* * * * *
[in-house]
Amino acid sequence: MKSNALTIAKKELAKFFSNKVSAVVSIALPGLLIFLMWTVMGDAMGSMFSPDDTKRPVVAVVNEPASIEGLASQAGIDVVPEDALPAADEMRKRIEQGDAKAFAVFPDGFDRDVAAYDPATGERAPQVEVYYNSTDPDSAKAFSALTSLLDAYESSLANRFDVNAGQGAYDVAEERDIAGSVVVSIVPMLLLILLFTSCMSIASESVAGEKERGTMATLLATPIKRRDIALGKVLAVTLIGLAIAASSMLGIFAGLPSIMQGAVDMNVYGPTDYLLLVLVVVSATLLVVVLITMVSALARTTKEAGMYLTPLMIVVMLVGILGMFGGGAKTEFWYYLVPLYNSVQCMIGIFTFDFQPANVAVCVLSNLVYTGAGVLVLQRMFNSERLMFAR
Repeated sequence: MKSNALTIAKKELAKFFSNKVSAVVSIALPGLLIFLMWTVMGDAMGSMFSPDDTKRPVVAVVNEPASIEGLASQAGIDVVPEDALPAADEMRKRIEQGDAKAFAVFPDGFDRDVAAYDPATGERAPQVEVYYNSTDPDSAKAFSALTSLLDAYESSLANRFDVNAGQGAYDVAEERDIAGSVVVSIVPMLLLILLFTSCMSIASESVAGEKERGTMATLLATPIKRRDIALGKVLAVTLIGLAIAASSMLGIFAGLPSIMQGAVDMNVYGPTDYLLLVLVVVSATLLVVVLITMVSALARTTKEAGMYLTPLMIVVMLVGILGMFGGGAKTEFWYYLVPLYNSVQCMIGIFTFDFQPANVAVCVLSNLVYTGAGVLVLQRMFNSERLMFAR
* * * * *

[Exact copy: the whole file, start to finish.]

[in-house]
Amino acid sequence: MKSNALTIAKKELAKFFSNKVSAVVSIALPGLLIFLMWTVMGDAMGSMFSPDDTKRPVVAVVNEPASIEGLASQAGIDVVPEDALPAADEMRKRIEQGDAKAFAVFPDGFDRDVAAYDPATGERAPQVEVYYNSTDPDSAKAFSALTSLLDAYESSLANRFDVNAGQGAYDVAEERDIAGSVVVSIVPMLLLILLFTSCMSIASESVAGEKERGTMATLLATPIKRRDIALGKVLAVTLIGLAIAASSMLGIFAGLPSIMQGAVDMNVYGPTDYLLLVLVVVSATLLVVVLITMVSALARTTKEAGMYLTPLMIVVMLVGILGMFGGGAKTEFWYYLVPLYNSVQCMIGIFTFDFQPANVAVCVLSNLVYTGAGVLVLQRMFNSERLMFAR
Repeated sequence: MKSNALTIAKKELAKFFSNKVSAVVSIALPGLLIFLMWTVMGDAMGSMFSPDDTKRPVVAVVNEPASIEGLASQAGIDVVPEDALPAADEMRKRIEQGDAKAFAVFPDGFDRDVAAYDPATGERAPQVEVYYNSTDPDSAKAFSALTSLLDAYESSLANRFDVNAGQGAYDVAEERDIAGSVVVSIVPMLLLILLFTSCMSIASESVAGEKERGTMATLLATPIKRRDIALGKVLAVTLIGLAIAASSMLGIFAGLPSIMQGAVDMNVYGPTDYLLLVLVVVSATLLVVVLITMVSALARTTKEAGMYLTPLMIVVMLVGILGMFGGGAKTEFWYYLVPLYNSVQCMIGIFTFDFQPANVAVCVLSNLVYTGAGVLVLQRMFNSERLMFAR